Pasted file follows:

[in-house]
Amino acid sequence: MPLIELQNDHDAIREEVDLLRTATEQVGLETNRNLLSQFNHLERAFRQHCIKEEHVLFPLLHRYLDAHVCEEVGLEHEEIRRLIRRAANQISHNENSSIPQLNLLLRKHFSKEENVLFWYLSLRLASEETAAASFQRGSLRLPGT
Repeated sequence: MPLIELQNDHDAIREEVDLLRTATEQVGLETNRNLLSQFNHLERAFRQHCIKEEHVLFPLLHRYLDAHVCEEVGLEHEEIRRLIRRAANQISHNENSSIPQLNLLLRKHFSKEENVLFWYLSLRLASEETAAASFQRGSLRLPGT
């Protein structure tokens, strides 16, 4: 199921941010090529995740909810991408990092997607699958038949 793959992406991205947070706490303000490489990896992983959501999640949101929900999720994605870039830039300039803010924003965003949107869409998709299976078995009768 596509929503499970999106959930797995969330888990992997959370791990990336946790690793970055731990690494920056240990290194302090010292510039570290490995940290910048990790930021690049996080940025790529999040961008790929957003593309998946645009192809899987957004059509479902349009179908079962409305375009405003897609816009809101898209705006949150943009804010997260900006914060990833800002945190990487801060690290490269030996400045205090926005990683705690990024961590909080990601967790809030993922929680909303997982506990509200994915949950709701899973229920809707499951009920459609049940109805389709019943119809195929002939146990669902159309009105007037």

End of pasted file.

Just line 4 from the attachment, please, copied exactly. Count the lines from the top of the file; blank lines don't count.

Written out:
């Protein structure tokens, strides 16, 4: 199921941010090529995740909810991408990092997607699958038949 793959992406991205947070706490303000490489990896992983959501999640949101929900999720994605870039830039300039803010924003965003949107869409998709299976078995009768 596509929503499970999106959930797995969330888990992997959370791990990336946790690793970055731990690494920056240990290194302090010292510039570290490995940290910048990790930021690049996080940025790529999040961008790929957003593309998946645009192809899987957004059509479902349009179908079962409305375009405003897609816009809101898209705006949150943009804010997260900006914060990833800002945190990487801060690290490269030996400045205090926005990683705690990024961590909080990601967790809030993922929680909303997982506990509200994915949950709701899973229920809707499951009920459609049940109805389709019943119809195929002939146990669902159309009105007037």